Ummmm NO! - they say quite clearly that these are the statistics for St. Louis CITY ONLY .... parts of which are incredibly fucking dangerous to live in. Adding in St. Louis County and the Illinois areas that constitute the Metro East would only serve to add in and then dilute the statistics - If you want real numbers then look at each area individually - The problem seems to be that those of us who live here (and I AM a CITY resident) often tend to think of the bigger area including St Louis City, County and the Metro East as "St. Louis" - In the case of this survey I would have to agree with it for the boundaries of St. Louis CITY - and I do NOT think that it is unfair to the rest of the CITY and the rest of the areas as they have their own statistics for crime - I mean should we count East St. Louis, Brooklyn, Sauget and Venice Illinois as part of the St. Louis region ? - I'm betting that the Mayor and Civic progress would say NO ! - but, they ARE part of the Metro East and very high crime areas. The CITY DOES have crime problems and most are centered on the low income areas ..imagine that - The Mayor and City Council and Civic Progress and the CVB and all the other groups that want to promote St. Louis as a great place to move your business (and your employees) to have a vested interest in denying the truth of these statistics - PERIOD - and they want business to move into the CITY of St. Louis NOT the County or East side ... So just think about that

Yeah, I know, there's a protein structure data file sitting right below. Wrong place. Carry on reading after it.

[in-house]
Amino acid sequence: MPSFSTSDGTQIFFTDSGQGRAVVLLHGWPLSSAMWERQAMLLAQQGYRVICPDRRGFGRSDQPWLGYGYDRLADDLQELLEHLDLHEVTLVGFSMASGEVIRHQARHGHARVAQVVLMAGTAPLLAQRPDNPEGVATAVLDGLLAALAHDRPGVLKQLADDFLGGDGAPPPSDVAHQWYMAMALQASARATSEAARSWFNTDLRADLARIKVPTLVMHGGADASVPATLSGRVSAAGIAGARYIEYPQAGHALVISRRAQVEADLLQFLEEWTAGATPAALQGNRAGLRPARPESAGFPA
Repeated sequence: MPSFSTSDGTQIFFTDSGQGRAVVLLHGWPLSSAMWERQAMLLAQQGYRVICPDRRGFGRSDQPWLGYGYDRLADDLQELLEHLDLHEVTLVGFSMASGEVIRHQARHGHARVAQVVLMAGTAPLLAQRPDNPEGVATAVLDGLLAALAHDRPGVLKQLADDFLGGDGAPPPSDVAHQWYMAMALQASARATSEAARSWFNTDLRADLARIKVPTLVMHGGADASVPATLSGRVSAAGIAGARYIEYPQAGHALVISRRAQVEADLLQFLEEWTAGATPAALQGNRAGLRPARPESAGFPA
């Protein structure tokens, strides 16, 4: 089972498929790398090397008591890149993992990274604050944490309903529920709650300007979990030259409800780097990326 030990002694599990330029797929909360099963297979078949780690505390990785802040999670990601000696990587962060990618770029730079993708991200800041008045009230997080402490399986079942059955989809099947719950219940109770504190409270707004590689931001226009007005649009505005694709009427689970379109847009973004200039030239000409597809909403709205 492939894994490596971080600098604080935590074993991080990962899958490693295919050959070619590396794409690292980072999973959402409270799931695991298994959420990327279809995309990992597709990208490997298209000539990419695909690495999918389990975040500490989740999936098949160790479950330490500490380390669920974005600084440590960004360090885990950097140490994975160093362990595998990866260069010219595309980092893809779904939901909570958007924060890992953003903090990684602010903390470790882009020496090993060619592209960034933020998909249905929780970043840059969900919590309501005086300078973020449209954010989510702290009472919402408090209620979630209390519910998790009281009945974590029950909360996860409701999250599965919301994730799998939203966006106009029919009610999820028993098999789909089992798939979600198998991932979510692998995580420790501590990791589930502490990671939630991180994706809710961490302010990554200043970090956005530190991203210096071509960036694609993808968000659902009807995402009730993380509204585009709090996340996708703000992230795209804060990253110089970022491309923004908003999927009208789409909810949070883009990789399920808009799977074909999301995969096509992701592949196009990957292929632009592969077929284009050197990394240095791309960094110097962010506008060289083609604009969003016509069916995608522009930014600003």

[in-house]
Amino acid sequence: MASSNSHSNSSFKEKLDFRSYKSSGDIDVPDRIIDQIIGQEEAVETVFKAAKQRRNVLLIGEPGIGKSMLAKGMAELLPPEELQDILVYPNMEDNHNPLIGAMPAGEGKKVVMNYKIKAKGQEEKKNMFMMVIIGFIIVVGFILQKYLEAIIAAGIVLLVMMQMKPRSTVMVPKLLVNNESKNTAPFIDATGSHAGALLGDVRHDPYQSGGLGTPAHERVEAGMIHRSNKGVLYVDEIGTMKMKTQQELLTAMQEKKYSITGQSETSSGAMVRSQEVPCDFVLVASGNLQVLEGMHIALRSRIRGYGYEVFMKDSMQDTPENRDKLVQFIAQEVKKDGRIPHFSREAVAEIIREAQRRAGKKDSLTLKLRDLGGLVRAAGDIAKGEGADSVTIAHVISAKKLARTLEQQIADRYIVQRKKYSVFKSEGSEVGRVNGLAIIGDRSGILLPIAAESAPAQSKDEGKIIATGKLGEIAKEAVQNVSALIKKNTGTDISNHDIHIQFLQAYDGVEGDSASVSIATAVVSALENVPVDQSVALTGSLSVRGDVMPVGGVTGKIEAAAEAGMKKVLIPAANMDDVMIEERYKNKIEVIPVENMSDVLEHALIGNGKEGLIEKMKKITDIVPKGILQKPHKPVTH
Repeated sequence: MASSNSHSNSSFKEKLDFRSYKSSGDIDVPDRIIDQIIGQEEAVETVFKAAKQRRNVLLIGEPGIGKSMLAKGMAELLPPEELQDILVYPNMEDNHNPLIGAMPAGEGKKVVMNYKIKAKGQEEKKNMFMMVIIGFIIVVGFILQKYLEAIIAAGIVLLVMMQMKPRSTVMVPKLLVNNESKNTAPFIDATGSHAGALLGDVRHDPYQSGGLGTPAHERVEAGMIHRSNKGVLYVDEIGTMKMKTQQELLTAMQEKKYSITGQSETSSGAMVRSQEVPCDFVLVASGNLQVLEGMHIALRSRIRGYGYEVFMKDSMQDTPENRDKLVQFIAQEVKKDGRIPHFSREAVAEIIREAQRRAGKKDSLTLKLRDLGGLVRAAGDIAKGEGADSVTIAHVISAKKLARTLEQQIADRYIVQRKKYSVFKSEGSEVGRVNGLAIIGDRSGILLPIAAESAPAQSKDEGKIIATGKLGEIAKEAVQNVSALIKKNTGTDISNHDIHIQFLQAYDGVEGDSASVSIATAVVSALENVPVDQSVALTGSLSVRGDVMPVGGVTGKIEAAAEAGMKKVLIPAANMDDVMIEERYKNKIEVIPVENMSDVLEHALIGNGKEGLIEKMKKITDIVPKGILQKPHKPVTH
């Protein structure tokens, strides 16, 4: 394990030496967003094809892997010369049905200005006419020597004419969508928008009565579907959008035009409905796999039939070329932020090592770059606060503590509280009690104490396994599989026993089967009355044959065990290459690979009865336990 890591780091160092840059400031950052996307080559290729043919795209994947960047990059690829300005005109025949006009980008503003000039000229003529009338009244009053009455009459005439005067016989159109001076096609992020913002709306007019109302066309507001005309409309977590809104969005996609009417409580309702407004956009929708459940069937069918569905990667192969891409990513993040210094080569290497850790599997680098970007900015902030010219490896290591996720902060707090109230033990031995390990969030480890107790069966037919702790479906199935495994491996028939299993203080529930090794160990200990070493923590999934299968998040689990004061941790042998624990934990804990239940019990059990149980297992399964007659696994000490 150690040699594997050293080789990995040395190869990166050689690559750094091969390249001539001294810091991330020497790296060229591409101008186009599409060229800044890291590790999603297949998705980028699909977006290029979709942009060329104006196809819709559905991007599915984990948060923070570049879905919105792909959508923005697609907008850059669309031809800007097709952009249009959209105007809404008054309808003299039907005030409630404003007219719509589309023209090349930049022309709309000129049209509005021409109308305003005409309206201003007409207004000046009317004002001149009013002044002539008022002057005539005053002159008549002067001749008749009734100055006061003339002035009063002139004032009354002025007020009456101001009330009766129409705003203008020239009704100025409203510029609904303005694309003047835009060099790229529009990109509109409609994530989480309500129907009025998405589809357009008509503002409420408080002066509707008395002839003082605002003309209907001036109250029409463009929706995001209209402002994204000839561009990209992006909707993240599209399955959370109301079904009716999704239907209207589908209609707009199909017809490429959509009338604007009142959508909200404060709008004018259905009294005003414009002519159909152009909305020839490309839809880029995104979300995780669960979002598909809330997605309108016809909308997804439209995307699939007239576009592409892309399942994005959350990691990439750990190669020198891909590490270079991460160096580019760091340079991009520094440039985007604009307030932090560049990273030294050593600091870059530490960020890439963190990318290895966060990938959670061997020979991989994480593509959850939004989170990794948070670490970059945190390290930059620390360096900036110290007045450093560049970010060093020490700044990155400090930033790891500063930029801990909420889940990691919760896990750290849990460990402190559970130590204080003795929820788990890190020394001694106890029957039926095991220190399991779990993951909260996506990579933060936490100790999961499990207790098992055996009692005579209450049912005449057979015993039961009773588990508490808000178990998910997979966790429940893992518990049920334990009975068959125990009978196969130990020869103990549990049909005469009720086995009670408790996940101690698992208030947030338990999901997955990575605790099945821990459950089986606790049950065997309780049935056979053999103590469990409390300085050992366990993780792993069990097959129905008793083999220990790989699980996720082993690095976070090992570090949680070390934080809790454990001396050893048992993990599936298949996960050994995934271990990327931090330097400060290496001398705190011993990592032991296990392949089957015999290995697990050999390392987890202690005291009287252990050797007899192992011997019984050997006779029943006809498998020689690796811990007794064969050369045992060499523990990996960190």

Evan Kuhn
Evan Kuhn

Holy moly!!! Have you folk read any of these actual comments? These are all insane opinions to keep. St. Louis is a gorgeous city. Amazing. I just got back from house-gazing with my girlfriend through the snowy streets, and I'll tell you, architecturally this is one of the finest cities there is. This city has all the trappings of a prosperous place past its prime. My goodness: imagine the wealth here during the 19th century! The commodity flow of goods rushing eastward from the fertile and still-very-much-frontier western lands; the lynchpin of the spirit of American Expansionism, that expression of boundless energy, unwavering zeal, a desire for and a belief in More, harvesting or extracting resources from the west for buyers out east hungry for a piece of that dream. St. Louis brought the two together as a trading post, a literal and symbolic halfway point between worlds, a confluence and marriage of cooperative desires manifesting a paragon of American style in municipal construction, planning, design, a true frontier spirit of success that became the envy of the entire world, attracting in 1904 both the Olympics and the goddang World's Fair -- which itself inspired the construction of many extant Forest Park landmarks, the eldest of Washington University's cloistered halls. All I'm sayin: look around you. Have some historical sense. Believe in greatness; take the heart necessary to achieve it.

Rob Tonn
Rob Tonn

True of most statistics; people just don't understand.

Greg Kiger
Greg Kiger

Crappy reality tv shows shot here do not help either, ugh.

Joseph Khur